(27c) Base Media and Feed Optimization for Non-Antibody Proteins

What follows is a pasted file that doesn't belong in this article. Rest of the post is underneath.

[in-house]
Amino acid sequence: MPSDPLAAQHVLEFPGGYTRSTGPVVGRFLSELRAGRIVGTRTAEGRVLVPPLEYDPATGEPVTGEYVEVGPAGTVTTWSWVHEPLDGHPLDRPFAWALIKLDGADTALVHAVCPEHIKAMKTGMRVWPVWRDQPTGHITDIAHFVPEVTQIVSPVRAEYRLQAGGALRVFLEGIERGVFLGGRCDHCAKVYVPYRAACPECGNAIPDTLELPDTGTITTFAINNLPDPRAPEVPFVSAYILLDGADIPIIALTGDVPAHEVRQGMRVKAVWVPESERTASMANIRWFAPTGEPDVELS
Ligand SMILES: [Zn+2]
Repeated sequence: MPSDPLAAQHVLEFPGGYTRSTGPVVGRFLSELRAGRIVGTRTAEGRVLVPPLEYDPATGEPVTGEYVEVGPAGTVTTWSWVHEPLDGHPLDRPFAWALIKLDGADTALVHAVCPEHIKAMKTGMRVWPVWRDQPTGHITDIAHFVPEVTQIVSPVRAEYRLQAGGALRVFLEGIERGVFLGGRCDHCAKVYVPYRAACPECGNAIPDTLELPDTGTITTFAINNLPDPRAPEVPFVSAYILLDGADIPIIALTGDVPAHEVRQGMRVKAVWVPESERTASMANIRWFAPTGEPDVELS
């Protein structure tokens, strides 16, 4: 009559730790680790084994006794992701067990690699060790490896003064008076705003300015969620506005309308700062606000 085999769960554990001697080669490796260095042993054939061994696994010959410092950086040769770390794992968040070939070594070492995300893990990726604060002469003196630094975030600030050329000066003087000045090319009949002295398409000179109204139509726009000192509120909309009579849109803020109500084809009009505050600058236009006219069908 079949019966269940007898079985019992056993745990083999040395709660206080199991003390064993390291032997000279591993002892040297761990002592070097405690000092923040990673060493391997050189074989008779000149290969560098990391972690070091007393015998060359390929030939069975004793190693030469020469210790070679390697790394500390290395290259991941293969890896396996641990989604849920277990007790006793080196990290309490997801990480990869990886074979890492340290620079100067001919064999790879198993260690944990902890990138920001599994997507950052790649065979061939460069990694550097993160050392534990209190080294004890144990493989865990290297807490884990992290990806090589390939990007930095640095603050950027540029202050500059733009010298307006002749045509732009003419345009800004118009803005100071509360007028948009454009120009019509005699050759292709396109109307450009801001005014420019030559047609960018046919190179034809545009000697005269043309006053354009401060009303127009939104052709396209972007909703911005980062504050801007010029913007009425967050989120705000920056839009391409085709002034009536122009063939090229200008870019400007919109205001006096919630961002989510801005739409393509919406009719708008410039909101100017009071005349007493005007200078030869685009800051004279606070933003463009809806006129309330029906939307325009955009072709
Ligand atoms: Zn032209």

Production processes for antibody-based therapeutics have been well described and often involve fed-batch culture. Many non-antibody biotherapeutics are now either already approved or in development including recombinant forms of Erythropoietin (EPO), Tissue Plasminogen Activator (tPA), coagulation proteins (eg, Factor IX) and enzymes used for treatment of lysosomal storage diseases (eg, beta glucosidase, alpha galactosidase). The diversity of non-antibody proteins, including differences in primary/secondary structure, level of post-translational modification, stability and potential for toxicity can create problems for the process engineer. For example, additives to the medium, like a specific cofactor may be required to enable expression of the active form of the protein. Solubility, stability and availability of the cofactor or other additive in an animal-origin-free (AOF) form may be problematic. Some proteins may either be unstable once secreted into a protein-free culture medium or toxic to the cells. Such proteins may require a perfusion-based process, which is difficult to model in small scale. Many non-antibody proteins are heavily glycosylated and thus are susceptible to the actions of glycosidases released from dying cells, and to media or process conditions favoring ammonium accumulation. Earlier harvests, controlled feeds and non-ammoniagenic media components have been shown to improve glycoform structures in some systems. This presentation will discuss both general and specific media and feed development issues for non-antibody proteins, including component and process modifications that can impact protein titer, quality and stability.